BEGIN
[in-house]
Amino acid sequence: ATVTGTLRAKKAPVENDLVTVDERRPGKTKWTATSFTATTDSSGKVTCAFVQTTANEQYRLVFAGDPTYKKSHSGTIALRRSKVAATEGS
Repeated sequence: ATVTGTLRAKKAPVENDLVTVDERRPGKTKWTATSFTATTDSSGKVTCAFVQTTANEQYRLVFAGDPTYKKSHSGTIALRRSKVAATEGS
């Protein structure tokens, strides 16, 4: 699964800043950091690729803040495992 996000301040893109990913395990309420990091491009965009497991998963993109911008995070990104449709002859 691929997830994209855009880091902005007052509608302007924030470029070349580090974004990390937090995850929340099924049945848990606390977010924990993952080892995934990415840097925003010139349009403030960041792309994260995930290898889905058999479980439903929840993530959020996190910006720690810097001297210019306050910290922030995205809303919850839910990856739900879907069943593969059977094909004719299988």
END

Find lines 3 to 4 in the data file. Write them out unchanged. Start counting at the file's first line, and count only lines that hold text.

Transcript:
Repeated sequence: ATVTGTLRAKKAPVENDLVTVDERRPGKTKWTATSFTATTDSSGKVTCAFVQTTANEQYRLVFAGDPTYKKSHSGTIALRRSKVAATEGS
């Protein structure tokens, strides 16, 4: 699964800043950091690729803040495992 996000301040893109990913395990309420990091491009965009497991998963993109911008995070990104449709002859 691929997830994209855009880091902005007052509608302007924030470029070349580090974004990390937090995850929340099924049945848990606390977010924990993952080892995934990415840097925003010139349009403030960041792309994260995930290898889905058999479980439903929840993530959020996190910006720690810097001297210019306050910290922030995205809303919850839910990856739900879907069943593969059977094909004719299988």